I have always had a thing for Aglaonema plants, but I’ve always ended up killing them. However, after a lot of trial and error, I figured out what I was doing wrong.
All I have to say is that caring for Aglaonema is simple if you know a few key points.
Care for Red Aglaonema by using a water-soluble houseplant fertilizer to fertilize once or twice a year and check the leaves for symptoms of pests regularly to prevent future problems.
This article will address a list of conditions that must be met to care for your aglaonema plant properly.
Table of Contents
- Does Red Aglaonema Need a lot of Looking After?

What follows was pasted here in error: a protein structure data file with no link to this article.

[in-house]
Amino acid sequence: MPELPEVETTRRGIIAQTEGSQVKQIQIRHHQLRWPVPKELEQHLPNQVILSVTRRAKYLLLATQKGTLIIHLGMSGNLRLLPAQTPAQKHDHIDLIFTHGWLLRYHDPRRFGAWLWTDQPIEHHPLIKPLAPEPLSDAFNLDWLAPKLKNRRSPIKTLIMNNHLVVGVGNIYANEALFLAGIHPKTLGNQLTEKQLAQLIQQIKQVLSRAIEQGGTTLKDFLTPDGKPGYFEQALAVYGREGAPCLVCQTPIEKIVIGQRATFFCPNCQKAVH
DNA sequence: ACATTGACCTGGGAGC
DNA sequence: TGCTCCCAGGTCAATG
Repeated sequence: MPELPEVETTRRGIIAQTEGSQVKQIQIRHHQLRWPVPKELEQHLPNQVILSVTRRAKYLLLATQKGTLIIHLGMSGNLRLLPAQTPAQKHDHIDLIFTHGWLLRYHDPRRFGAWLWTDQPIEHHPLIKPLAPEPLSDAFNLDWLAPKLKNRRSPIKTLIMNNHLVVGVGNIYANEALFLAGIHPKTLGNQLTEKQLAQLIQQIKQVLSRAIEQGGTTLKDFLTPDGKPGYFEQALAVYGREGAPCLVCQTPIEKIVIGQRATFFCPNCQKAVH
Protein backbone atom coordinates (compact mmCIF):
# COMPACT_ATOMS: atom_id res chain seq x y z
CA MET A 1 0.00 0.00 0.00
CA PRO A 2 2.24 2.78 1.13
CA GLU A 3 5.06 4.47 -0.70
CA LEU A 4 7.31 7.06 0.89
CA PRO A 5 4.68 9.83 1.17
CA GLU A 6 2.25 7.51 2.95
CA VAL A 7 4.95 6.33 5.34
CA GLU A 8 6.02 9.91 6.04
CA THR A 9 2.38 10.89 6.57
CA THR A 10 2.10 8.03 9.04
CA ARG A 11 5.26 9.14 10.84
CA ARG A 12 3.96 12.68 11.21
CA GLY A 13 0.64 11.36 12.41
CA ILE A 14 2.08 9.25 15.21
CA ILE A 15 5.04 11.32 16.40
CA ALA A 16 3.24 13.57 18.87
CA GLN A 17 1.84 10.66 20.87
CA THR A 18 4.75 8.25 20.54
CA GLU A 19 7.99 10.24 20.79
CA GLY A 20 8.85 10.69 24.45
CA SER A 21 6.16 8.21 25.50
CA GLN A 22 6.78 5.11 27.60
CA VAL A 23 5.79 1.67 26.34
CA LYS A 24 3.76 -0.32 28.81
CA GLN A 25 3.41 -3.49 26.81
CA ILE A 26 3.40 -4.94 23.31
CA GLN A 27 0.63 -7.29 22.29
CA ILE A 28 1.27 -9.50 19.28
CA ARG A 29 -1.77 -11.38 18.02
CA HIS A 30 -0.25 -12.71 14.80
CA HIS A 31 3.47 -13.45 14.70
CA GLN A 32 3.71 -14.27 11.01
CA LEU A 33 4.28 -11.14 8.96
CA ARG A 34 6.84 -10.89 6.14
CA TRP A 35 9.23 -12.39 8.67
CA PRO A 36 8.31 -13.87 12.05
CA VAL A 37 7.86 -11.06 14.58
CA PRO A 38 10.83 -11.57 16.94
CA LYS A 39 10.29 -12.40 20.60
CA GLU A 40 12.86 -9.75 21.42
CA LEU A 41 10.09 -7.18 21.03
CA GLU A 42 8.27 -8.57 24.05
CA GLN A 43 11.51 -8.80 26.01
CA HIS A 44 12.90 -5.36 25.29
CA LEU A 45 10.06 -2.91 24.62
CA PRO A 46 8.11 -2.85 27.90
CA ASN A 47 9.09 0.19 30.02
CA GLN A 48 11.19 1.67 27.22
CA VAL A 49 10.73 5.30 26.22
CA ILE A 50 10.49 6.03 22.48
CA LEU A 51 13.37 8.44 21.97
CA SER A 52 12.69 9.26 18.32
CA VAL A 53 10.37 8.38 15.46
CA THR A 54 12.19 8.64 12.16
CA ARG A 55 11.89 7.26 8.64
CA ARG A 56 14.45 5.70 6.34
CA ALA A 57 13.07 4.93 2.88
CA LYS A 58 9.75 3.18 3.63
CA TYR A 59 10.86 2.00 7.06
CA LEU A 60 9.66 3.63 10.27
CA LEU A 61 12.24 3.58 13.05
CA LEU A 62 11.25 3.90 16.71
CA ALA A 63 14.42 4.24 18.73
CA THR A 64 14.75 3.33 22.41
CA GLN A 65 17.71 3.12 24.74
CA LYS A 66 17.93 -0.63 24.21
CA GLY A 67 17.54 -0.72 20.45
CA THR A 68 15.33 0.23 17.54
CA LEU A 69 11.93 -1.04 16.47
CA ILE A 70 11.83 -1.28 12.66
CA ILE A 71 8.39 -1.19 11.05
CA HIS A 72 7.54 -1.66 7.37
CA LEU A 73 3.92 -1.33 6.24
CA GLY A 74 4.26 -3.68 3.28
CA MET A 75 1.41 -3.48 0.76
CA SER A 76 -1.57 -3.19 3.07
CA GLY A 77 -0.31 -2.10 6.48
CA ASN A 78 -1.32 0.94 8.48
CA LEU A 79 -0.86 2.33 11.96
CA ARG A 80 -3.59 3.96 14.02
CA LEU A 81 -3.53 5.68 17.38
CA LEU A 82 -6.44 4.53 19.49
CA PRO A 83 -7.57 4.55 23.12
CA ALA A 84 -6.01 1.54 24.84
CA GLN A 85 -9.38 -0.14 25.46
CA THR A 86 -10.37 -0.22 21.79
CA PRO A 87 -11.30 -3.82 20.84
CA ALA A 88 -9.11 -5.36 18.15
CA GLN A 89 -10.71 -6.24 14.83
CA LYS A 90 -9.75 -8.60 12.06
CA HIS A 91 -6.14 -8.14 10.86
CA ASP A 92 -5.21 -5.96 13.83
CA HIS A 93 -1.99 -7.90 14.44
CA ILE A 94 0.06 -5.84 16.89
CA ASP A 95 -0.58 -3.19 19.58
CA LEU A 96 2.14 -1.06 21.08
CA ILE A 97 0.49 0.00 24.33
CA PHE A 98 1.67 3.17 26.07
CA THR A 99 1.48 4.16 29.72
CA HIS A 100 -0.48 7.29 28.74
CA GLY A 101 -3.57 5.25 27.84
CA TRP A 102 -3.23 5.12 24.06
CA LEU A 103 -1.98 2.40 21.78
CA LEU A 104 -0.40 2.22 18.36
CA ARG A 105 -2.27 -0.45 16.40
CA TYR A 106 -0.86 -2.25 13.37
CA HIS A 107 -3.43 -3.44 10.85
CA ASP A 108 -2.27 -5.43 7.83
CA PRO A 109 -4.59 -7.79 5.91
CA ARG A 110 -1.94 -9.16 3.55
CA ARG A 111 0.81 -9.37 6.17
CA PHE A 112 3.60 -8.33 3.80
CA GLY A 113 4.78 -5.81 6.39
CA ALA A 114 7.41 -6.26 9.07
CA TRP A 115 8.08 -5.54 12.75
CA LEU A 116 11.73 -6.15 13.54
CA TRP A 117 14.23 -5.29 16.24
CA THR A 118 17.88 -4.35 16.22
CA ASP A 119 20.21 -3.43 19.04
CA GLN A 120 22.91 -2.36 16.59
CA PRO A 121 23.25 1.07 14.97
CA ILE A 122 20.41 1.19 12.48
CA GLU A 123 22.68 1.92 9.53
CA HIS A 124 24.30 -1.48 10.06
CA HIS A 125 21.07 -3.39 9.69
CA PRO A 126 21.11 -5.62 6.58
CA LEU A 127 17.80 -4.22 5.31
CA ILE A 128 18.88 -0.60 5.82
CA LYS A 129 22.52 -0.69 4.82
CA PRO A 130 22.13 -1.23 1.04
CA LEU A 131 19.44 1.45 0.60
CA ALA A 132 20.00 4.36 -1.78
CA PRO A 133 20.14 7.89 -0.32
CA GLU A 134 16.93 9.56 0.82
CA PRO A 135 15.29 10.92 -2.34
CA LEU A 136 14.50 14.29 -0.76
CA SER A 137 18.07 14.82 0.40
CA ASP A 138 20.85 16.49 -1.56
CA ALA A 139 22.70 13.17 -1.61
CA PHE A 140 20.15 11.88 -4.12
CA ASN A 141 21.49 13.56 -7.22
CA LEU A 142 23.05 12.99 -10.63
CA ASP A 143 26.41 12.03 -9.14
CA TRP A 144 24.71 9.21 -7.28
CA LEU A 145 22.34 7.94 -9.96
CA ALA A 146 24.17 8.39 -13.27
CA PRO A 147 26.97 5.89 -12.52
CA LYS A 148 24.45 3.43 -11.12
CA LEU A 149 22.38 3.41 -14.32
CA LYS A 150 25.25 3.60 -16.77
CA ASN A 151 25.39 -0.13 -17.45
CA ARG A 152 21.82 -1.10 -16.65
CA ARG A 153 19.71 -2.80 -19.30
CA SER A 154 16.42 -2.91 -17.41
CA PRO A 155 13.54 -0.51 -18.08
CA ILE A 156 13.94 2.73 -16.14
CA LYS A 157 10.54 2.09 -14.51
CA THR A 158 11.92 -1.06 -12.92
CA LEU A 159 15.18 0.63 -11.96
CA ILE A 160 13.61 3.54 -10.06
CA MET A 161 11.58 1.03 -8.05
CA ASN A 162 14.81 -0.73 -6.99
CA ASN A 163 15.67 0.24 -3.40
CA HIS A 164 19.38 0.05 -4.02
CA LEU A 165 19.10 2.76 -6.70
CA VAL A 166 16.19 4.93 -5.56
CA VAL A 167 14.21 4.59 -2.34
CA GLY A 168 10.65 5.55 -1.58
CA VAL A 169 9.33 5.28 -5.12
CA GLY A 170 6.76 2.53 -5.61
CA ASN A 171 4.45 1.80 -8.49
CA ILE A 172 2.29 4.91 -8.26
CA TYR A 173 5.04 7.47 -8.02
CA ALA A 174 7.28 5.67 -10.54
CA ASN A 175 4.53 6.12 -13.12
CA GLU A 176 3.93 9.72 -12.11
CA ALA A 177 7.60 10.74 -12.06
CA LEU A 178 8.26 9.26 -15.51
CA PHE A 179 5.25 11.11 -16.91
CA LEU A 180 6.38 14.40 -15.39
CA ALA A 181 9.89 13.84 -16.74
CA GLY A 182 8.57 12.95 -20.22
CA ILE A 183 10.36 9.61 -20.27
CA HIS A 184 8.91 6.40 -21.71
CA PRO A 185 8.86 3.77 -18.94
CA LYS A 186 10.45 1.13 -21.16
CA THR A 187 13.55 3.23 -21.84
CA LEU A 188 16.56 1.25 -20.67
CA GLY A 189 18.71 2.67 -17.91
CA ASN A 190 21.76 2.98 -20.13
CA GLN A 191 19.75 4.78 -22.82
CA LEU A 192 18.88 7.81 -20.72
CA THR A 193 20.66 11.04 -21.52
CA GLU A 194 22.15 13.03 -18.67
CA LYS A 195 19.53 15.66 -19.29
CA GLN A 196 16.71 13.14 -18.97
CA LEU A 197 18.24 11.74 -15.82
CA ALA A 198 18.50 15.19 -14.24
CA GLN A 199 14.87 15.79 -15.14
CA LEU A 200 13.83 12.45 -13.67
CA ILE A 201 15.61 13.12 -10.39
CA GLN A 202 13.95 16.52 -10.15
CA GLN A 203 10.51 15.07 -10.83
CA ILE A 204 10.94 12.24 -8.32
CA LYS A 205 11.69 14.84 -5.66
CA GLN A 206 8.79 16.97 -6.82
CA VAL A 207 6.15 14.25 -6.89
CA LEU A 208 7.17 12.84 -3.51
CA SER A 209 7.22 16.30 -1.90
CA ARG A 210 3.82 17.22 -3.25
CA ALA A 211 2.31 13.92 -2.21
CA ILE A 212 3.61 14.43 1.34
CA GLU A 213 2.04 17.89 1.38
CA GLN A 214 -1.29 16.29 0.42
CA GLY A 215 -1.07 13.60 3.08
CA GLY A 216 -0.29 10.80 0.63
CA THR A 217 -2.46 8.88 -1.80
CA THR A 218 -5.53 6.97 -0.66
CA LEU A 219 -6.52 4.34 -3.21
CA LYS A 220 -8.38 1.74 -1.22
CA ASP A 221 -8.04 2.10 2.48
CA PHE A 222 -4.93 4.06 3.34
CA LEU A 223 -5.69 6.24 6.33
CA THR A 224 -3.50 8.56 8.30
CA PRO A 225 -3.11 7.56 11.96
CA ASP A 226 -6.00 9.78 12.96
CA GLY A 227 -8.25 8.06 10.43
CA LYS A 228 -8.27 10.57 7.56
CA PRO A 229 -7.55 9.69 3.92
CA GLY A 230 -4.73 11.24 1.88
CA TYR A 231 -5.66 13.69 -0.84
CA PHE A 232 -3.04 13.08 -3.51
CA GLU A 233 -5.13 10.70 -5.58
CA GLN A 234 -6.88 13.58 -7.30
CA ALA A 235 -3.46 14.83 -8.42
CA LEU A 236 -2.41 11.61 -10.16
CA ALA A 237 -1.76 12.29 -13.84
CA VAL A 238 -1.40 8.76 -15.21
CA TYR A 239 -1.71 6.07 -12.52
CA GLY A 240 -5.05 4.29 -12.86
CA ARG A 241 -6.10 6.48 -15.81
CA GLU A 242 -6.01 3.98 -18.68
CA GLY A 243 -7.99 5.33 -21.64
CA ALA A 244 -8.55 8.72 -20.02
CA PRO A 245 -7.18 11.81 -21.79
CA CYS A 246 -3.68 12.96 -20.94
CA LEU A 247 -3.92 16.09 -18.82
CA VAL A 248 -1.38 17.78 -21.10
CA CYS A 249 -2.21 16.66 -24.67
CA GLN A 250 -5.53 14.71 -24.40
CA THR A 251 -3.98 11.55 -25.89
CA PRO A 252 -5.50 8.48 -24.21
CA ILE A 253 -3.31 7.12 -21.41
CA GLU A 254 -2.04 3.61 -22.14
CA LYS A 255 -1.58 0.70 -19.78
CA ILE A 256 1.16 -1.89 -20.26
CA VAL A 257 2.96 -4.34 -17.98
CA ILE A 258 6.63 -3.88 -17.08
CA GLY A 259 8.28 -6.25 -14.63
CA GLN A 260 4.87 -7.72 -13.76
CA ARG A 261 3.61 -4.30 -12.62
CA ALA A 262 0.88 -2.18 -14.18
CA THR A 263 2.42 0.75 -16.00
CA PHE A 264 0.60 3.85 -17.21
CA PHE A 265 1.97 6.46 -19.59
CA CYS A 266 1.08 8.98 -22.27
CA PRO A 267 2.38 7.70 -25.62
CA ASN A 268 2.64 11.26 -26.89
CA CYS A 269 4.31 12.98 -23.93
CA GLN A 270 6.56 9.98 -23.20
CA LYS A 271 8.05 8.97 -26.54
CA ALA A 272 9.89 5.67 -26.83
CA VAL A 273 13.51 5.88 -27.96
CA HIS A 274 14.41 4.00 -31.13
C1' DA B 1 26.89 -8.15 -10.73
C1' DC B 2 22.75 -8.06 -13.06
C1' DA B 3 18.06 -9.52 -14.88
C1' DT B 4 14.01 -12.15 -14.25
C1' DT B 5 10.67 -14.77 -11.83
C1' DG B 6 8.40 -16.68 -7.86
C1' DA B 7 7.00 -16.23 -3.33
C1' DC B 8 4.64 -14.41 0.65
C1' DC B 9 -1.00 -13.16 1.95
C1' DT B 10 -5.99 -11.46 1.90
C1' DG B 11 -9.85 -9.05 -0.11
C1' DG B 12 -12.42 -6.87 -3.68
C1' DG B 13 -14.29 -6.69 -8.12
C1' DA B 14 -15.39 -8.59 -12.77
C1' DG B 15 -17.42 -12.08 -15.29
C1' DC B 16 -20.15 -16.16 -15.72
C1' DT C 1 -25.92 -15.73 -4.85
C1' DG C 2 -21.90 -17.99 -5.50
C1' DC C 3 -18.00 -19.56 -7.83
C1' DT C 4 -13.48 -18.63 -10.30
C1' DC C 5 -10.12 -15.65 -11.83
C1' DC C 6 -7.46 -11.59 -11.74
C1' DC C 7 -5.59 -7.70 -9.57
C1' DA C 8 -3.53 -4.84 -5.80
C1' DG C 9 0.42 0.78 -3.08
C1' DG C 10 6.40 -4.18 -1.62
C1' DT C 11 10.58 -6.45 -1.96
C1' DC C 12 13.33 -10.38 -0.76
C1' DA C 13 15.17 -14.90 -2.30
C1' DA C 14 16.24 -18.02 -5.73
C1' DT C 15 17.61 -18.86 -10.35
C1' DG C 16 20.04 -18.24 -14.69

- How to Care for Red Aglaonema
Does Red Aglaonema Need a lot of Looking After?
Aglaonema plants are exceedingly easy to cultivate and care for, making them popular houseplants worldwide.
When given the right growing circumstances, Aglaonema houseplants take little work.
Aglaonema plant may be the way to go if you’re seeking a lovely, easy-to-care-for houseplant.
It’s the perfect houseplant for someone who has a habit of killing houseplants.
How to Care for Red Aglaonema
It may appear daunting at first, especially if you are new to cultivating Red Aglaonema, but it is actually much easy than you think.
Read the article, and I am confident that you will have a thorough grasp of how to care for the plant by the time you are finished.
1. Proper Watering Habits
The amount of water required by different plant species varies greatly. Some plants require more water, while others demand less.